Other Towns Than Ours

Last Leaves

  • AllMusic Rating
  • User Ratings (0)
  • Your Rating

Other Towns Than Ours Review

by Tim Sendra

When the Lucksmiths folded in 2009, fans of their brand of heartfelt, subtly beautiful indie pop no doubt shed many a tear. Some tears for the joy the band's music brought them over the years, some in anticipation of there being no new music in the future. Well, weep no more, because three of the Lucksmiths decided to get back together and make more music as Last Leaves, and their debut album, Other Towns Than Ours, is just as lovely as the Lucksmiths' finest work. Songwriter and singer Marty Donald never stopped writing songs and when he had a decent batch built up, he called up bassist Mark Monnone and guitarist Louis Richter to see if they were game to give the music biz another whirl. With the addition of drummer Noah Symons, the band began working up a sound that had the warmth and tenderness of the Lucksmiths, but which added some muscle to the guitars. Richter and Donald whip up some serious noise throughout the album, either on furious guitar solos or the occasional chugging riff. It's a shock to the system at first, hearing Donald's familiar voice and his usual lovelorn words, then having them blasted out of the room by some loud guitars. The opening tune, "Love and the World Well Lost," is a perfect example of this and sets the scene very nicely for the rest of the album. Fans of the Lucksmiths' gentler side may feel that the guitars are too much, but those who don't mind their pop a little on the scrappy side might find that they add some welcome punch to the typically winsome melodies and melancholy feelings. These adventurous fans will find, too, that Donald has written a strong batch of songs, like the rollicking "Other Rivers" and "Third Thoughts," that conjure up the outskirts of the city where they were written, sweet ballads that rely on quiet arrangements and Donald's unadorned vocals ("The Last of the Light," "Where I Lived and What I Lived For") and few that legitimately rock in a way the Lucksmiths never did ("The World We Had," "Something Falls"). Last Leaves are a near-perfect sequel to the Lucksmiths -- keeping all the things that made them so special and adding some new wrinkles -- and Other Towns Than Ours is a wonderful introduction to their new direction.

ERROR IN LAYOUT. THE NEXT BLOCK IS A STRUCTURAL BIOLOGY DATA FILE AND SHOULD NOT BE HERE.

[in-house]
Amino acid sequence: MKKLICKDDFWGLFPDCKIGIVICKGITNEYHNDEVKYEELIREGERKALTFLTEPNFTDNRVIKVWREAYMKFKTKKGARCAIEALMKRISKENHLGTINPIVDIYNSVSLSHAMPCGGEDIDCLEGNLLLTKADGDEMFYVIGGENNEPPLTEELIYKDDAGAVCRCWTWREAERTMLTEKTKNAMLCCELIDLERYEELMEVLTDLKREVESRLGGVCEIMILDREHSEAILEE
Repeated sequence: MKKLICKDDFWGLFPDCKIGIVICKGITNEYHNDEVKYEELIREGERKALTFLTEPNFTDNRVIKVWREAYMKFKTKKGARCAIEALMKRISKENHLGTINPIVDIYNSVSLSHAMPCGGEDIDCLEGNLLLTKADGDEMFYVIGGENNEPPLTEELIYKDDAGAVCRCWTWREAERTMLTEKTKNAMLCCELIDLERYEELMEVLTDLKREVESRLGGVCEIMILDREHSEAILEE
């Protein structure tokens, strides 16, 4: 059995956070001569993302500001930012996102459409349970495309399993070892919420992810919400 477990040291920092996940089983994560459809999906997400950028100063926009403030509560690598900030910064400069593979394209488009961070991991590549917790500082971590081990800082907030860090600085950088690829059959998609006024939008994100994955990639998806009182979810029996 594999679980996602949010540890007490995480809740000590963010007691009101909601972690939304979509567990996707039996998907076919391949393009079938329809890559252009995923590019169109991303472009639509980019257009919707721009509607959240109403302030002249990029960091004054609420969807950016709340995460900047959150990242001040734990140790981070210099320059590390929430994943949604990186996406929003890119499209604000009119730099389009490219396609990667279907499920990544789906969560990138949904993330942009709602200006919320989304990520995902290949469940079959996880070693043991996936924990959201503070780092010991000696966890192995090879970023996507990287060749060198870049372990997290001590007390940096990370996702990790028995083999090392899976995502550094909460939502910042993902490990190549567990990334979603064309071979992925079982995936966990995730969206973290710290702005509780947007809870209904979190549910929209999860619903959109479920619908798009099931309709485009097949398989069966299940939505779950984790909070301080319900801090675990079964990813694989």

blue highlight denotes track pick